As recently as 1882, Neasden in north London was an obscure hamlet of several large houses, a few cottages, and a smithy. Then the Metropolitan Railway and, later, the North Circular Road went through and thousands of often jerrybuilt houses sprang up along their lengths, as London bit ravenously into Middlesex. Although Neasden rapidly became a location for railway depots and factories, it also gained a reputation for being synonymous with featureless, smug suburbia. “Neasden, the borough everybody’s pleased in,” went a comic song in John Betjeman’s evocative documentary about the Metropolitan Railway, Metroland, and the humorous conceit has been raised into common parlance by the satirical magazine Private Eye.

Few events, then, could have so pointedly exemplified the eclipse of old London and the possibly terminal decline of Anglicanism as the recent opening of a vast, phantasmogorical Hindu temple in the middle of Neasden, at the end of an unremarkable residential street. Few would have been able to envision the ornate, impressive structure that has sprung up over the last two and a half years (although it does slightly resemble nearby Wembley Stadium), which is now the largest Hindu temple in the Western world.

When Pramukh Swami Maharaj, the leader of the Swaminarayan movement which has built the temple, had a vision of a Hindu edifice in Britain that would “last a thousand years,” the money and labor were speedily forthcoming from Hindus around the world, in a selfless corporate gesture that should make most Britons and Christians blush. Thousands of tons of specially imported Italian marble, Bulgarian limestone, and wood were hand-carved by 1,500 volunteers in India, and assembled under the supervision of an English architect, into a sumptuous shrine, deified in its own right, where every part of the temple relates to a part of the human body, and the 13 idols—including the trinity of Brahma, Vishnu and Siva, Siva’s wife Kali, Kama (god of sexual love), and Gouri/Isani (goddess of abundance)—may be appropriately idolized. Some of the carved designs have not been used for six centuries, and no steel was used in the construction, so as not to attract magnetic fields which might “disturb meditation.”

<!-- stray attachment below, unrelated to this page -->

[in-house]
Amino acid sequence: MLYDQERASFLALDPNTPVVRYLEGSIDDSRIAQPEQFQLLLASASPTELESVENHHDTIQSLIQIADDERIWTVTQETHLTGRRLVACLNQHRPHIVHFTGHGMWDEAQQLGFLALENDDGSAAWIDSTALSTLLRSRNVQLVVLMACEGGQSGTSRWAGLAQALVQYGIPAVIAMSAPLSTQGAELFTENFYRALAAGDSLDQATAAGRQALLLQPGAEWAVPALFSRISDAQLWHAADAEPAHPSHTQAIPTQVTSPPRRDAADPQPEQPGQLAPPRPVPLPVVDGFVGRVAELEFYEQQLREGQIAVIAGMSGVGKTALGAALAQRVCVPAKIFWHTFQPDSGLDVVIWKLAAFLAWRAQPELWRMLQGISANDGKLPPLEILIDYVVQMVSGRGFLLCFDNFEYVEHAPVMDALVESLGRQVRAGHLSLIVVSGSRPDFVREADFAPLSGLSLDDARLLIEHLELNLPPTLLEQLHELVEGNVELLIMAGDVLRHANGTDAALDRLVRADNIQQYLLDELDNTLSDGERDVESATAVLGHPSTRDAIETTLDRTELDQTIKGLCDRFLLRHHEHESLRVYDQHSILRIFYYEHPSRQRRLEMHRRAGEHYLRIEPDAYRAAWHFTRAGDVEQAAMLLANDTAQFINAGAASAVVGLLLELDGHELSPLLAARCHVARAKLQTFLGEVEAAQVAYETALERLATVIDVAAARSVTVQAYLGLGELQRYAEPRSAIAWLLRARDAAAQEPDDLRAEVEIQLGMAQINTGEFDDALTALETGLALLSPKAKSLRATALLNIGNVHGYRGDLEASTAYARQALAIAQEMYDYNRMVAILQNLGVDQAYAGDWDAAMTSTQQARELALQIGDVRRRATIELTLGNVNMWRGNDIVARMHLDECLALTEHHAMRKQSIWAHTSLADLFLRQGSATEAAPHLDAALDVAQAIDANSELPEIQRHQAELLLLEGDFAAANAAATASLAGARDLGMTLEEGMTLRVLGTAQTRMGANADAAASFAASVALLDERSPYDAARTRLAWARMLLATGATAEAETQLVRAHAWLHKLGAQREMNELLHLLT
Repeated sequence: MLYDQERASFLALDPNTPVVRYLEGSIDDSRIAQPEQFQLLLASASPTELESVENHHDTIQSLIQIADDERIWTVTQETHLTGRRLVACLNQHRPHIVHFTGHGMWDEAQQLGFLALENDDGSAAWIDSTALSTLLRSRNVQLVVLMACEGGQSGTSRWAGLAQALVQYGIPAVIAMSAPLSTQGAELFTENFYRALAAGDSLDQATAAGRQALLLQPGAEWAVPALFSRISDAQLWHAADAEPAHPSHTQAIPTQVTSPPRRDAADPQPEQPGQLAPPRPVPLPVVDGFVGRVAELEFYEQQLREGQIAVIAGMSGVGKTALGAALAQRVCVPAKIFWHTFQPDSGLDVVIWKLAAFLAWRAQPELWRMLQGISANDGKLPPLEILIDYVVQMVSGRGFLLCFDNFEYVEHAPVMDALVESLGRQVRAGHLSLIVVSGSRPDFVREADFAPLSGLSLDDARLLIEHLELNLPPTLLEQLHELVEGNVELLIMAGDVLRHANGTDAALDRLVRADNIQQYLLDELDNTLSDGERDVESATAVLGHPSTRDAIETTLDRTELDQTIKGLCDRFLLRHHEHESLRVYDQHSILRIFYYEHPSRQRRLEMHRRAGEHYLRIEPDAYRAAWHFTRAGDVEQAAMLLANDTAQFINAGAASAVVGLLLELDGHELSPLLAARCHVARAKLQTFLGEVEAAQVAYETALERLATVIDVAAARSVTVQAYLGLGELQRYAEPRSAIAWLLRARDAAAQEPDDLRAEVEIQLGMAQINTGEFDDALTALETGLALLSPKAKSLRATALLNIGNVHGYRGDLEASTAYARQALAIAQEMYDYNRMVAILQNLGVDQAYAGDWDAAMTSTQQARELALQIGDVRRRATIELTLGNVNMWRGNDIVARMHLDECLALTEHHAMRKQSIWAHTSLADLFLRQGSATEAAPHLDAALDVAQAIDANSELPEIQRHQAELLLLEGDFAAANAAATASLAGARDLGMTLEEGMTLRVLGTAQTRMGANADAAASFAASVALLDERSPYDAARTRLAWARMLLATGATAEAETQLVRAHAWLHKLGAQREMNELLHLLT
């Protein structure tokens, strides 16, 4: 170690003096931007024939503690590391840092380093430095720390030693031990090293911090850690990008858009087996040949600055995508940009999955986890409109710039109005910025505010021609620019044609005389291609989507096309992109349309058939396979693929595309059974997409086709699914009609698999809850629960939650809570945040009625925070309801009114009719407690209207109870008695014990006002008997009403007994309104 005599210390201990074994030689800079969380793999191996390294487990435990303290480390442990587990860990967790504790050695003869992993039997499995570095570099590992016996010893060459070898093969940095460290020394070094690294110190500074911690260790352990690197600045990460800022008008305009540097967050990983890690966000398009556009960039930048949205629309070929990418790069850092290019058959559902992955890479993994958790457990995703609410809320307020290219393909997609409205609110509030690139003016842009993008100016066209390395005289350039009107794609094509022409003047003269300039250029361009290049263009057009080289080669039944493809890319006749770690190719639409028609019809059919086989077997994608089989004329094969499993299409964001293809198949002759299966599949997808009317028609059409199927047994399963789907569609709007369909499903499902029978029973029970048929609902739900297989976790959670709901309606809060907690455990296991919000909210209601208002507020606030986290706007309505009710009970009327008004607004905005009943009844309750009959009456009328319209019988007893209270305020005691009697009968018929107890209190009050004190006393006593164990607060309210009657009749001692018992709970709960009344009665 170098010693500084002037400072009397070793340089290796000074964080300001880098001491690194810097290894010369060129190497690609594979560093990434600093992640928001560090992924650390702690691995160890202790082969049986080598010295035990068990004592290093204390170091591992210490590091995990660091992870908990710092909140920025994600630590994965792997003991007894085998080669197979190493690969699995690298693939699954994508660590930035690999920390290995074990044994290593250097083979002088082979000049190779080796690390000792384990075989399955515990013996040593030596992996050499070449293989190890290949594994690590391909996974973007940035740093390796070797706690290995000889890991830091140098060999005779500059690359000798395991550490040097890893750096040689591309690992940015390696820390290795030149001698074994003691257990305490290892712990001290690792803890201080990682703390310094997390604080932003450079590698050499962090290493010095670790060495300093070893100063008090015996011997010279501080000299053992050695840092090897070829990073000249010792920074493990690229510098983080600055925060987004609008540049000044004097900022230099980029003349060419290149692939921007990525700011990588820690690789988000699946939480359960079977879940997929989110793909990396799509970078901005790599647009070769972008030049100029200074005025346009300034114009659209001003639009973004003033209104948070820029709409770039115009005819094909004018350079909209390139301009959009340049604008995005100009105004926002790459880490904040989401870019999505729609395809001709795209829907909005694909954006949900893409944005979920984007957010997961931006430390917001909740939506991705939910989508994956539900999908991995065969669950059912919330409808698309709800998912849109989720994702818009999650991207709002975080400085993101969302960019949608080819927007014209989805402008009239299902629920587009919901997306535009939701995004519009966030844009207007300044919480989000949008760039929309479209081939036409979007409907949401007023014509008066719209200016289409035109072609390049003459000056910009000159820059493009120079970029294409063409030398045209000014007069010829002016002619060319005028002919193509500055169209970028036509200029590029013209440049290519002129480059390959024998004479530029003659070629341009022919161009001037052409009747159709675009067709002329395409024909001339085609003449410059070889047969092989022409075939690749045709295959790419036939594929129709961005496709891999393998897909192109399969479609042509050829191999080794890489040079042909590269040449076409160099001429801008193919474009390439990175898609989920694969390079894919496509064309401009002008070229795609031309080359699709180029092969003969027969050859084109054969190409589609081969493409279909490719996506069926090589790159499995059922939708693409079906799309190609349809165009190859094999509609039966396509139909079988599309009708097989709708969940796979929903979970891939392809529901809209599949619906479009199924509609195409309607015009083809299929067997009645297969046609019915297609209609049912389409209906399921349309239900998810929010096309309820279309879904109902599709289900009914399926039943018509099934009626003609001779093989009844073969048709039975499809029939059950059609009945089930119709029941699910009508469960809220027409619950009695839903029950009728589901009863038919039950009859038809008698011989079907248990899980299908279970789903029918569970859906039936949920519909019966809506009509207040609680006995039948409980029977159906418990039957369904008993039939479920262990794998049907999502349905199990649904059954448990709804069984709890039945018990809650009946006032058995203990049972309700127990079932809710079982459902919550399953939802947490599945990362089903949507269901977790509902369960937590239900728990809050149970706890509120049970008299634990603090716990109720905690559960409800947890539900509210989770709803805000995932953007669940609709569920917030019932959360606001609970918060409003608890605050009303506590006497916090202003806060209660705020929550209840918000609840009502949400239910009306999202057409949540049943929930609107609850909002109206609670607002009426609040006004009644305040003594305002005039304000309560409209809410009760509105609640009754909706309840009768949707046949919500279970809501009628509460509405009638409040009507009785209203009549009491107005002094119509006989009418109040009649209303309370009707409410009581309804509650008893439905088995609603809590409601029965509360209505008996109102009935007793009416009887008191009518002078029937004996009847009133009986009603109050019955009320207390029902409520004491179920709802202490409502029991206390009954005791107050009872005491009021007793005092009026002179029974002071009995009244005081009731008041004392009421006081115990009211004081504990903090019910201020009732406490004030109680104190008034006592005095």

All of the newsreaders and reporters who covered the temple story seemed to have been told to smile as widely as they could when they introduced the item, so as to avert possible complaints of subconscious racial discrimination. The coverage focused on the understandable happiness of the Hindus and the architecture of what one reporter called “the Taj Mahal of the West.” One of the Hindu coordinators said that this will “put Neasden on the map,” implying that tourists would come from all over the world to marvel, and one reporter with an Asian name showed her Hindu slip when she said how it “promised sanctuary.” It is interesting to consider what would have been the media reaction, or the reaction of local Labour councillors, if any Christian sect which had a heritage of belief in a caste system, ophiolatry, suttee, and incarcerating menstruating girls had begun building a cathedral in Neasden. Undoubtedly the commentary would, at best, have been sneering and, at worst, there would have been dark whispers of sexist, elitist, vaguely “racist” conspiracies.